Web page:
Investors looking to diversify their dividend portfolios, which tend to be heavy on large cap equities, may find improving opportunity amongst smaller stocks. The First Trust SMID Cap Rising Dividend Achievers ETF (NASDAQ: SDVY) is an efficient avenue for tapping into that trend.
SDVY, which turns four years old in November, tracks the NASDAQ US Small Mid Cap Rising Dividend Achievers Index. A straight forward explanation of SDVY is that it’s the small- and mid-cap counterpart to the popular First Trust Rising Dividend Achievers ETF (NasdaqGS: RDVY). Both funds employ similar screening metrics that serve to elevate their quality profiles.
SDVY is a relevant near-term consideration because after some rough spots for smaller dividend payers last year, these companies are joining their large cap counterparts to the dividend growth upside in 2021.
As of the end of the second quarter “63.3% of S&P MidCap 400® issues now pay a dividend, up from 62.5% for Q1 2021 and up from 58.8% in Q2 2020,” according to S&P Dow Jones Indices. “50.4% of S&P SmallCap 600® issues pay a dividend, up from 49.4% in Q1 2021 and up from 45.8% in Q2 2020.”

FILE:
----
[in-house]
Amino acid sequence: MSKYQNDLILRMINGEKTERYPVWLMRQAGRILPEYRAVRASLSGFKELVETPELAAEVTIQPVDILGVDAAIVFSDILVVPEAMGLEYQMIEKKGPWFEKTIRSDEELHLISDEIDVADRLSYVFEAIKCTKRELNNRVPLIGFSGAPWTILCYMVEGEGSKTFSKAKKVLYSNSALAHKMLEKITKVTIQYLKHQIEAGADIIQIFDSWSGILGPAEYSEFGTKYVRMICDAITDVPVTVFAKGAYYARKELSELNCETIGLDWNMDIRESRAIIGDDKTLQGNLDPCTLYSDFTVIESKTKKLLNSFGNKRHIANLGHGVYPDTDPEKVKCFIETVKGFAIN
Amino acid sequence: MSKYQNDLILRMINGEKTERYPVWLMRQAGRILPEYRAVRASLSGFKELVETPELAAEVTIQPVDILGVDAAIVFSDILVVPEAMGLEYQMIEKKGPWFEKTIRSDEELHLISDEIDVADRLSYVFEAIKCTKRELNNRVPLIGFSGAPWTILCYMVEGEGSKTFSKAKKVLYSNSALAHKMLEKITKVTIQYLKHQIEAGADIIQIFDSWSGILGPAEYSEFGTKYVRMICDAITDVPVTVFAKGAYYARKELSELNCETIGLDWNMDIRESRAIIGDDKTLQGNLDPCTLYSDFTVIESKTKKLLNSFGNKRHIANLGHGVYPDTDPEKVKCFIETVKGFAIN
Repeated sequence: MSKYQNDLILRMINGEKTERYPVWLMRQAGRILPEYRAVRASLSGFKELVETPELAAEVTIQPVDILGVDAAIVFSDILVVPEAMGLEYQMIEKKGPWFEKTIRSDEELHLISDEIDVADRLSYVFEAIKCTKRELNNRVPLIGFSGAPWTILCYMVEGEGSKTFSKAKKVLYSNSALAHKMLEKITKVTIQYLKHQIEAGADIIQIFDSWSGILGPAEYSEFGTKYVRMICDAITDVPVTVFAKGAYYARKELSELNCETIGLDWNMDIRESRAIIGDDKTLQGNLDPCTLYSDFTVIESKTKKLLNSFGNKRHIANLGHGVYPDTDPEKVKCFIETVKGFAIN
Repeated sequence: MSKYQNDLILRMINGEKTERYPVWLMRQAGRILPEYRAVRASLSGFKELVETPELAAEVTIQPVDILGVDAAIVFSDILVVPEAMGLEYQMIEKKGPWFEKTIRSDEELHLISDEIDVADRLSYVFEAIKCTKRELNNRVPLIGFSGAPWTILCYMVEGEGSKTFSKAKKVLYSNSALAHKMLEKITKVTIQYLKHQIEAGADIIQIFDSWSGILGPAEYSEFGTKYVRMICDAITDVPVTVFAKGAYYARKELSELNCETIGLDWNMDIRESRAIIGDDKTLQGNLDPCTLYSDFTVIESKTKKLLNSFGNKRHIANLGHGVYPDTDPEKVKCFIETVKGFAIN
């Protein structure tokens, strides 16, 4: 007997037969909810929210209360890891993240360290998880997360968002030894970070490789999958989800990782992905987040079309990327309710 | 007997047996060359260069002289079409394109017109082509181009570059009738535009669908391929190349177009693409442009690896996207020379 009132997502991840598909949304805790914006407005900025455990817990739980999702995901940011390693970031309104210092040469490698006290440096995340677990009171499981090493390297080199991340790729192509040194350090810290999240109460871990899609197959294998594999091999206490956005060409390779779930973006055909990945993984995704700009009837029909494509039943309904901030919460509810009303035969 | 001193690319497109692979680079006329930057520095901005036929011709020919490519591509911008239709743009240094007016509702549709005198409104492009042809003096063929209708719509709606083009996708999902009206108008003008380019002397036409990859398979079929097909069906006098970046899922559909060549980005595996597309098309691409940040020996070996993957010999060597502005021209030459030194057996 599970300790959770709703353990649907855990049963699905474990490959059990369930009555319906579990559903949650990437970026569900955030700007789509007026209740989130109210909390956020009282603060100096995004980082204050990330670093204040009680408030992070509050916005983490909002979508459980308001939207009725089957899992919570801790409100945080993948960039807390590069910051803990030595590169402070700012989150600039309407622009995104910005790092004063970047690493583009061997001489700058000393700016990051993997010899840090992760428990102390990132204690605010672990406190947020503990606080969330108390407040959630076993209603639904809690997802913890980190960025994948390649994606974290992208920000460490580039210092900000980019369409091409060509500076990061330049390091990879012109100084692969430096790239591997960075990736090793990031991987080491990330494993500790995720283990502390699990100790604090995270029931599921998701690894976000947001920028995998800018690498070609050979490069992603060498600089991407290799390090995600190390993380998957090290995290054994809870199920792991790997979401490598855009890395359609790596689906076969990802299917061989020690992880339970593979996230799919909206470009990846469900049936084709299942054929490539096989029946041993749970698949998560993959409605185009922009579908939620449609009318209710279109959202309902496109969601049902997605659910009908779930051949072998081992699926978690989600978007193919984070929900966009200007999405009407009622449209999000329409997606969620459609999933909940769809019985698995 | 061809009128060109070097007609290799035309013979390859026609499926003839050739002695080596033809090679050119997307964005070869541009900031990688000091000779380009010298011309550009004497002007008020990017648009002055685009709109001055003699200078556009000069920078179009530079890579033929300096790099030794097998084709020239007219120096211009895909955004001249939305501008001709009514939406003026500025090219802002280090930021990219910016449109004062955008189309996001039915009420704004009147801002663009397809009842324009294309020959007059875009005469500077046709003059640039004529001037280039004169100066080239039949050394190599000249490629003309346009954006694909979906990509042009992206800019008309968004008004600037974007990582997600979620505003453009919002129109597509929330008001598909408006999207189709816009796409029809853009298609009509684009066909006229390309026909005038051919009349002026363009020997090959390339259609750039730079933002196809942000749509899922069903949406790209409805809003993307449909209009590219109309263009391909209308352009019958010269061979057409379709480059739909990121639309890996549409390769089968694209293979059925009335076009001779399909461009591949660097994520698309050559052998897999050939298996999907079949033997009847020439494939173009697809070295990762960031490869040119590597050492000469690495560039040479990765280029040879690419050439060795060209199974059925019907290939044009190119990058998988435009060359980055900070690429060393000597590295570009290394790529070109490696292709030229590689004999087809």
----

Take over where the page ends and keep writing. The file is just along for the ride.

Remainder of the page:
SDVY: Room for More Payout Growth
SDVY’s trailing 12-month distribution as of June 30 is just 1.08%, implying ample room for upside. It’s also a symptom of rising equity prices in the second quarter.
“Large-cap yields decreased to 1.38% (1.47% for Q1 2021 and 1.84% for Q2 2020), mid-caps to 1.20% (1.23% for Q1 2021 and 1.62% for Q2 2020), and small-caps increased to 1.12% (1.11% for Q1 2021 and 1.44% for Q2 2020),” according to S&P Dow Jones.
Beyond pure yield, there are more signs that SDVY can deliver payout growth while exposing investors to a basket of quality stocks. For example, the NASDAQ US Small Mid Cap Rising Dividend Achievers Index not only requires member firms to have a trailing 12-month payout that exceeds the payouts of the previous three and five years, it also mandates that member firms have cash-to-debt ratios of above 25% and payout ratios below 65%.
The benchmark’s positive earnings requirement is also supportive of dividend growth because money-losing companies with dividend obligations may cut or suspend those payouts to conserve cash.
The $140.39 million SDVY allocates 30% of its weight to financial services stocks, levering the fund to renewed dividend growth from that sector. A 14% weight to tech, one of the fastest-growing dividend growth sectors, further enhances the fund’s quality tilt.
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The opinions and forecasts expressed herein are solely those of Tom Lydon, and may not actually come to pass. Information on this site should not be used or construed as an offer to sell, a solicitation of an offer to buy, or a recommendation for any product.